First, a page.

Hydrogen – buzz to reality?

‘Green’ hydrogen (produced from renewables) is the only technology that can decarbonise the aviation industry and the UK risks losing the energy transition race that has only just begun, argues Cambridge Consultants’ Wrench. Considering also non-CO 2 emissions and the uncertainties of these effects, the latest estimates by Clean Sky 1 show how hydrogen combustion could reduce climate impact in flight by 50–75%. While, for fuelcell propulsion, these figures climb to 75–90%, compared to 30–60% for synfuels.

The hype surrounding hydrogen fuel – the most abundant source of energy in the universe – is driving progress. Earlier this year ZeroAvia conducted the world’s first hydrogen-powered commercial aircraft in the form of a six-seater Piper M-class plane that took to the skies above Bedfordshire, in the UK. But in 2008 an engineering team at Boeing also conducted three test flights of a manned airplane powered by hydrogen fuel cells. 2 The current optimism is laudable, but history reminds us that innovations can splutter to a crawl – and the climate isn’t allowing us any more time for hesitation. Hydrogen’s potential isn’t a done deal (yet).

‘The current cost of hydrogen, especially green hydrogen, is 5–6 times the cost of the jet equivalent. This puts it in the realm of an experiment for now, ie tests and pilot projects,’ Rabley explains. ‘At the moment, it is difficult to see where the industries – both hydrocarbons and aviation – have the balance sheet strength for major investments that are going to have a long cycle payback, like hydrogen. They must balance whether they focus on innovations and solutions, knowing it will be a decade or more till they see a payback. Or do they opt to drive down nearer-term emissions at scale?’ For now, the jury’s out.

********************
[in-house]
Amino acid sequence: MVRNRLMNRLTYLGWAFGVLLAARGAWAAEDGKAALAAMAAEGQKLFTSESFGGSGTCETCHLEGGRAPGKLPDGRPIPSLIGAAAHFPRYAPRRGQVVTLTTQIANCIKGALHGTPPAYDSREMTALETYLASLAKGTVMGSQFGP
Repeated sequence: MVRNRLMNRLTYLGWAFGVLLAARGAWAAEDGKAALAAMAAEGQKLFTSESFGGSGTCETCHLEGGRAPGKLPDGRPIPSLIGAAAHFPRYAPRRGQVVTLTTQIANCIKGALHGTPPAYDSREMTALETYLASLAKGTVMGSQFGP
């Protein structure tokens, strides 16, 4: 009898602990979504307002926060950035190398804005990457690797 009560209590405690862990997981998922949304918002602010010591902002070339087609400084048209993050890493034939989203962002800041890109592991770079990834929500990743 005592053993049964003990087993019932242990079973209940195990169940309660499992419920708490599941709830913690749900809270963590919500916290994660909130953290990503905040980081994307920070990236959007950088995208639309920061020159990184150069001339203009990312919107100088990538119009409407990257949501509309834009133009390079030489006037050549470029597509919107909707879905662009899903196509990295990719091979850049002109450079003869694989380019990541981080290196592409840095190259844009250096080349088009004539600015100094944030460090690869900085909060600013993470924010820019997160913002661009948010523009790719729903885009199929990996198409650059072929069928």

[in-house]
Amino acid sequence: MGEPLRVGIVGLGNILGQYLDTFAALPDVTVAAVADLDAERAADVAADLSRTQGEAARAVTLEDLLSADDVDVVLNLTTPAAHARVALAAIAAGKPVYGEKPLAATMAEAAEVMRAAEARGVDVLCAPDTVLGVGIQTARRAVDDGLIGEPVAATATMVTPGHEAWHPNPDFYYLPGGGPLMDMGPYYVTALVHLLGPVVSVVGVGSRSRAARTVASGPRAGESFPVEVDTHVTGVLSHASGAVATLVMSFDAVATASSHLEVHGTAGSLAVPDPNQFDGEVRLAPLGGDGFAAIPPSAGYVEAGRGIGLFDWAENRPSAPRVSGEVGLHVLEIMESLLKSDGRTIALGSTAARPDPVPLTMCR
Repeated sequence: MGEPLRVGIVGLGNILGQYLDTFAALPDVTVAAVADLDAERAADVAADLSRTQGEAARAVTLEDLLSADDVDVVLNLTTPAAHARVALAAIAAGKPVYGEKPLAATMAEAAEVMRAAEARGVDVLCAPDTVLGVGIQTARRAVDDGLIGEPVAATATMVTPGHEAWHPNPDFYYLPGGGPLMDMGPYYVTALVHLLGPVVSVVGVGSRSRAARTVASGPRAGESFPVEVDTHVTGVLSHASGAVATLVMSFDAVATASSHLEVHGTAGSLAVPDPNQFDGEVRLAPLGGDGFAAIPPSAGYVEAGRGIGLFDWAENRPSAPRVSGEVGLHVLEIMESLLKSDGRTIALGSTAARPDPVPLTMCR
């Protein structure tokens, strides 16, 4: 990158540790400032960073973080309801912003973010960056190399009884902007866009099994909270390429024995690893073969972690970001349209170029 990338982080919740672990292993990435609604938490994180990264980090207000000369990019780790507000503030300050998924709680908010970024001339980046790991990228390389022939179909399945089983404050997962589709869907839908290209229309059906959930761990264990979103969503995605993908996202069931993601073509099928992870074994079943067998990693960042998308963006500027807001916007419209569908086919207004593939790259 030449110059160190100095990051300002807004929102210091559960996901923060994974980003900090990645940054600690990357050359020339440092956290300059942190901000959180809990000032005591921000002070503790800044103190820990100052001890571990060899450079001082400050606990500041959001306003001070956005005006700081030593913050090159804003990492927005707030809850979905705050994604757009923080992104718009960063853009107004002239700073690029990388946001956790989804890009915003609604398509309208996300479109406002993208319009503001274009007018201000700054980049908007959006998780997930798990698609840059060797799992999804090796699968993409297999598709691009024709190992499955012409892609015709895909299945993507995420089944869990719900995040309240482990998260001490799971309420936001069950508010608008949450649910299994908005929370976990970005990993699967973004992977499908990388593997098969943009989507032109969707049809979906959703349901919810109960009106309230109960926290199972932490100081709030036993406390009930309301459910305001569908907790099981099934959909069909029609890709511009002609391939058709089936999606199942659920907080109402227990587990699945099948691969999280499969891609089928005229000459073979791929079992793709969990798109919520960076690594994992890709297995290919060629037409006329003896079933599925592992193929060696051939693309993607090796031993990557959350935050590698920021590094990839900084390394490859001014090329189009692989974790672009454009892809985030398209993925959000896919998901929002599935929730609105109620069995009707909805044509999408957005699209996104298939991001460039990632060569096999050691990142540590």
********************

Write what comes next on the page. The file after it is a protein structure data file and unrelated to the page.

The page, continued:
Reactions to Airbus’ plans?

The world’s biggest aeroplane manufacturer, Airbus, unveiled three concepts for the world’s first zero-emissions commercial aircraft in September 2020 – potentially entering them into service by 2035. The concepts, codenamed ZEROe, have hydrogen as their primary power source.

The concepts are:

• A turbofan design (120–200 passengers) – with a range of 2,000+ nautical miles, capable of operating trans-continentally and powered by a modified gas-turbine engine running on hydrogen, rather than jet fuel, through combustion. The liquid hydrogen will be stored and distributed via tanks located behind the rear pressure bulkhead.

• A turboprop design (up to 100 passengers) – using a turboprop engine instead of a turbofan and also powered by hydrogen combustion in modified gas-turbine engines, which would be capable of travelling more than 1,000 nautical miles, making it a suitable option for short-haul trips.

• A ‘blended-wing body’ design (up to 200 passengers) concept in which the wings merge with the main body of the aircraft with a range similar to that of the turbofan concept. The exceptionally wide fuselage opens up multiple options for hydrogen storage and distribution, and for cabin layout.

Many agree this is a step in the right direction, but views are mixed on the balance of public relations savvy versus meaningful progress.

‘The concept leading the pack is a truly exciting blended wing design. This is the most radical and possibly the most complete vision for what it means to adopt an alternative fuel system and optimise efficiency,’ comments Nathan Wrench, Head of Sustainability Innovation at Cambridge Consultants. ‘It might be that the turbofan concept is the easiest to implement in the near term – it is almost possible to imagine it as a conversion of the existing aeroplane fleet. The USSR proved this concept back in 1988 with the Tupolev Tu-155, although the fall of the Soviet Union stopped this development completely.’

Meanwhile, Andrew Murphy, Aviation Director at Transport & Environment (T&E) says: ‘Announcements like Airbus’ don’t have an impact; investment decisions and concrete proposals do. A company the size of Airbus can afford to have small pilot projects and announcements about more potential pilot projects coming in 15–20 years. But unless it is putting a substantial amount of its research and development (R&D) into new aircraft types, we’re extremely unlikely to see major change. What Airbus has done to date, putting the bulk of its R&D into incremental improvements in aircraft design, has not succeeded in reducing fuel demand for the aviation sector. Each year, passenger growth outstrips any of those efficiency savings.’